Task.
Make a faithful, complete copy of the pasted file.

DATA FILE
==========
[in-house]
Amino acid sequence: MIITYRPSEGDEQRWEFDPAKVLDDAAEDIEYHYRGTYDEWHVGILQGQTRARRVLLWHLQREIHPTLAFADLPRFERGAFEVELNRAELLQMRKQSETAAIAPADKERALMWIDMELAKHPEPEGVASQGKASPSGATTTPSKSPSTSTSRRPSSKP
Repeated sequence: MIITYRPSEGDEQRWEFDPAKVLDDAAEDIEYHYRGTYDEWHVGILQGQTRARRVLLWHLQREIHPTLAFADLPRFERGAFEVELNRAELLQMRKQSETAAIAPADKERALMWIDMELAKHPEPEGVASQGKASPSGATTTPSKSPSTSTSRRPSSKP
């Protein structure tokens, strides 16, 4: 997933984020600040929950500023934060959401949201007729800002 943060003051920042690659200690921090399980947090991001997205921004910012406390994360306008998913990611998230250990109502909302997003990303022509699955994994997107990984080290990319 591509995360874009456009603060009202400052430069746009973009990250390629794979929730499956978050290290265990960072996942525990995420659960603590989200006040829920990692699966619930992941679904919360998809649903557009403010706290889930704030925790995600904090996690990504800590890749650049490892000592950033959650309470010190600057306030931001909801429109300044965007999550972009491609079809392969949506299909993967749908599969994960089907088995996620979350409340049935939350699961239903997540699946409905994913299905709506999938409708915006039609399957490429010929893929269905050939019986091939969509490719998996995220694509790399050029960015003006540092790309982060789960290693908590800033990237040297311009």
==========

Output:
[in-house]
Amino acid sequence: MIITYRPSEGDEQRWEFDPAKVLDDAAEDIEYHYRGTYDEWHVGILQGQTRARRVLLWHLQREIHPTLAFADLPRFERGAFEVELNRAELLQMRKQSETAAIAPADKERALMWIDMELAKHPEPEGVASQGKASPSGATTTPSKSPSTSTSRRPSSKP
Repeated sequence: MIITYRPSEGDEQRWEFDPAKVLDDAAEDIEYHYRGTYDEWHVGILQGQTRARRVLLWHLQREIHPTLAFADLPRFERGAFEVELNRAELLQMRKQSETAAIAPADKERALMWIDMELAKHPEPEGVASQGKASPSGATTTPSKSPSTSTSRRPSSKP
């Protein structure tokens, strides 16, 4: 997933984020600040929950500023934060959401949201007729800002 943060003051920042690659200690921090399980947090991001997205921004910012406390994360306008998913990611998230250990109502909302997003990303022509699955994994997107990984080290990319 591509995360874009456009603060009202400052430069746009973009990250390629794979929730499956978050290290265990960072996942525990995420659960603590989200006040829920990692699966619930992941679904919360998809649903557009403010706290889930704030925790995600904090996690990504800590890749650049490892000592950033959650309470010190600057306030931001909801429109300044965007999550972009491609079809392969949506299909993967749908599969994960089907088995996620979350409340049935939350699961239903997540699946409905994913299905709506999938409708915006039609399957490429010929893929269905050939019986091939969509490719998996995220694509790399050029960015003006540092790309982060789960290693908590800033990237040297311009």